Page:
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ARS Home » Northeast Area » Washington, D.C. » National Arboretum » Floral and Nursery Plants Research » Research » Publications at this Location » Publication #174429


item Hammond, John
item Reinsel, Michael
item Maroon Lango, Clarissa

Submitted to: Phytopathology
Publication Type: Peer Reviewed Journal
Publication Acceptance Date: 8/23/2005
Publication Date: 10/7/2005
Citation: Hammond, J., Reinsel, M.D., Maroon-Lango. 2006. Identification and full sequence of an isolate of Alternanthera mosaic potexvirus infecting Phlox stolonifera. Archives of Virology. 151:477-493.

Interpretive Summary: Phlox plants with disease symptoms were identified at a commercial nursery by Pennsylvania Department of Agriculture inspectors, and the cause of the disease was determined to be an unidentified virus. Infected plants were transferred to the USDA-ARS Floral and Nursery Plants Research Unit, where the causal virus was isolated and characterized using a variety of methods including determination of host range, serological reaction with antisera specific for known viruses, and molecular cloning of the complete viral genome. The nucleic acid sequence of the virus was found to be almost identical to that of a virus named Alternanthera mosaic virus, previously reported only from a weed plant in Australia. The virus was also found to be related to Papaya mosaic virus, which has previously been found to infect several ornamental plants. The close relationship may have led to the prior mis-identification of the virus as Papaya mosaic virus. Similar isolates of Alternanthera mosaic virus were detected in other plants of creeping phlox, and trailing portulaca, from a Maryland nursery. Several other ornamental plants were found to be susceptible to the virus, suggesting that Alternanthera mosaic virus has the potential to spread to other ornamental crops. The ability to detect and identify the virus will allow growers to select uninfected propagating material in order to produce healthy plants.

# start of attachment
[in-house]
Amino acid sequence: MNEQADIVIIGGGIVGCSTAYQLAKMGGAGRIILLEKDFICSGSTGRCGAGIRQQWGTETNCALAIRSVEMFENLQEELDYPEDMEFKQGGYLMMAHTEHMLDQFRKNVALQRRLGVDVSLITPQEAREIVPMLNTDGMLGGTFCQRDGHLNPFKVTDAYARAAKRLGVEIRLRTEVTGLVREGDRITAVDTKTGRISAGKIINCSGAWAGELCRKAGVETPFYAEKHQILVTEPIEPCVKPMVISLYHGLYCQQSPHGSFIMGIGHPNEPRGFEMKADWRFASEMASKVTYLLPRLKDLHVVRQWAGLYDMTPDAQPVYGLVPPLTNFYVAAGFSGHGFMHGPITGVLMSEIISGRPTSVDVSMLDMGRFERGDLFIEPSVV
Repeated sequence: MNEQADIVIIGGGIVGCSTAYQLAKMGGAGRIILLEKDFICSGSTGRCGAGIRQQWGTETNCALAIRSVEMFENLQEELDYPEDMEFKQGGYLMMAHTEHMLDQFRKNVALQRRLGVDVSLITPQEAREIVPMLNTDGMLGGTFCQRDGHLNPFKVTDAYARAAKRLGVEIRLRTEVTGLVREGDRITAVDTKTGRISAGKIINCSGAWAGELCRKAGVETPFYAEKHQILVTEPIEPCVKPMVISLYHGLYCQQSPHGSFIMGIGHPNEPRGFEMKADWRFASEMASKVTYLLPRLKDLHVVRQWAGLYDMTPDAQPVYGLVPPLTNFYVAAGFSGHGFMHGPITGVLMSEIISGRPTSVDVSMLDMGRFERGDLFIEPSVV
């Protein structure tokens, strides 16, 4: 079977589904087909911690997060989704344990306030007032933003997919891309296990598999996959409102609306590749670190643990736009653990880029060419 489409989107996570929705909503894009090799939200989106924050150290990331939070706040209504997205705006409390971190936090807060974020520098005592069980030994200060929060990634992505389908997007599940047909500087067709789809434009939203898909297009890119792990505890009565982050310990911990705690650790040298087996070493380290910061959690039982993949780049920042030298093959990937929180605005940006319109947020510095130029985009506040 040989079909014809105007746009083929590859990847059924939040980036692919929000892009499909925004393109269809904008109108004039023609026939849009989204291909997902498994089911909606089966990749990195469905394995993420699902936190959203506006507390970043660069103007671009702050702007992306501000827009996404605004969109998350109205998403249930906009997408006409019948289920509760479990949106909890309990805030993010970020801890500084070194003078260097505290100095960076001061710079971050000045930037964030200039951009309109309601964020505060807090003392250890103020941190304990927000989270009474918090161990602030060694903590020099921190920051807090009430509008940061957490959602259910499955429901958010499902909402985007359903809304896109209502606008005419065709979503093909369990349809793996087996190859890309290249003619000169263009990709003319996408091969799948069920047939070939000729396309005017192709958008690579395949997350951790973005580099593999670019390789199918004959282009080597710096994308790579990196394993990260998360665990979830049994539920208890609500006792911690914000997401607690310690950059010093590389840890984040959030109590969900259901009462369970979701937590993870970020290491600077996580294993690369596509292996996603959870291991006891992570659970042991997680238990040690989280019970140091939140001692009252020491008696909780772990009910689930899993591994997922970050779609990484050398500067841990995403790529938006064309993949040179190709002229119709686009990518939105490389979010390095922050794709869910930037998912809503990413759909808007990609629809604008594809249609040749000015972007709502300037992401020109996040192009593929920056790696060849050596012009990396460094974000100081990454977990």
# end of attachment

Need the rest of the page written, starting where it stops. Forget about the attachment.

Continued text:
Technical Abstract: A potexvirus infecting creeping phlox, Phlox stolonifera, was isolated from plants produced in a commercial nursery in Pennsylvania. Western blotting was used to show that the virus was serologically related to other potexviruses, including Papaya mosaic virus (PapMV), Clover yellow mosaic virus (CYMV), Plantain virus X (PlMV), Potato virus X (PVX), and Potato aucuba mosaic virus (PAMV). Of these, the phlox virus was most closely related to PapMV. Initial sequencing of an internal PCR fragment obtained with potexvirus group-specific primers indicated that the phlox virus was distinct from PapMV, and sequence of the coat protein (CP) gene and 3' untranslated region (UTR) revealed a close relationship to Alternanthera mosaic virus (AltMV), previously reported only from Australia.. The host range was also similar to that of AltMV from Australia (AltMV-Au), and the phlox isolate reacted strongly with antiserum to AltMV-Au. The full sequence of the phlox isolate was subsequently obtained, and shown to be more closely related to PapMV in each portion of the genome than to any other extant potexvirus sequence other than AltMV-Au, for which only the CP and 3'UTR sequences are available. The phlox isolate was therefore named AltMV-PA, and the 6607 nt full sequence is presented. Additional AltMV isolates from creeping phlox and from trailing portulaca (Portulaca grandiflora) have also been isolated, suggesting that AltMV may be widespread, and may have been mis-diagnosed in the past as PapMV. The host range identified here shows that AltMV has the potential to spread to other ornamental crops.